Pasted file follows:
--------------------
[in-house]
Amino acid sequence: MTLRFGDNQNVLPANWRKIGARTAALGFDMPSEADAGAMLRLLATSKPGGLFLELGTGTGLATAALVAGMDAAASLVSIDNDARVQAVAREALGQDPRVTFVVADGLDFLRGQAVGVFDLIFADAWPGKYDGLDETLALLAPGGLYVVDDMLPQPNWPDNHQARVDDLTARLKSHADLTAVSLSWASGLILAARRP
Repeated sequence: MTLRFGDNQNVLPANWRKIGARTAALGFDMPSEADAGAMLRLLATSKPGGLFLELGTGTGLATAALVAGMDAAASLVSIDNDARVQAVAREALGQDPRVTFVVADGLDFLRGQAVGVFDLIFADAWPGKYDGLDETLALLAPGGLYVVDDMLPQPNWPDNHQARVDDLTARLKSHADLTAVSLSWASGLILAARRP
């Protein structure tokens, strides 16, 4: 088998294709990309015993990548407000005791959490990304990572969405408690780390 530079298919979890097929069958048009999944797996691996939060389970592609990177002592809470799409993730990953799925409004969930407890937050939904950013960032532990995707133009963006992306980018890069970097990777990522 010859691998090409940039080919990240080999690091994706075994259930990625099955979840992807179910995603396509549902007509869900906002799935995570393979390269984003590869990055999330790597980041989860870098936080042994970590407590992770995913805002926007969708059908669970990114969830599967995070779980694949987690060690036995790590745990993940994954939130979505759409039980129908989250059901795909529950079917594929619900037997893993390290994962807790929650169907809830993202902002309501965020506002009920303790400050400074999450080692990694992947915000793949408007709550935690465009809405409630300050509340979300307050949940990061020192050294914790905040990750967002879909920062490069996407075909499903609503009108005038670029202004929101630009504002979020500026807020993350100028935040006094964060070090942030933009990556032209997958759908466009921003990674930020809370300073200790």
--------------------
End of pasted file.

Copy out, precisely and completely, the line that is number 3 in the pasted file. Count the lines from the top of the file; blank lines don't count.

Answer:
Repeated sequence: MTLRFGDNQNVLPANWRKIGARTAALGFDMPSEADAGAMLRLLATSKPGGLFLELGTGTGLATAALVAGMDAAASLVSIDNDARVQAVAREALGQDPRVTFVVADGLDFLRGQAVGVFDLIFADAWPGKYDGLDETLALLAPGGLYVVDDMLPQPNWPDNHQARVDDLTARLKSHADLTAVSLSWASGLILAARRP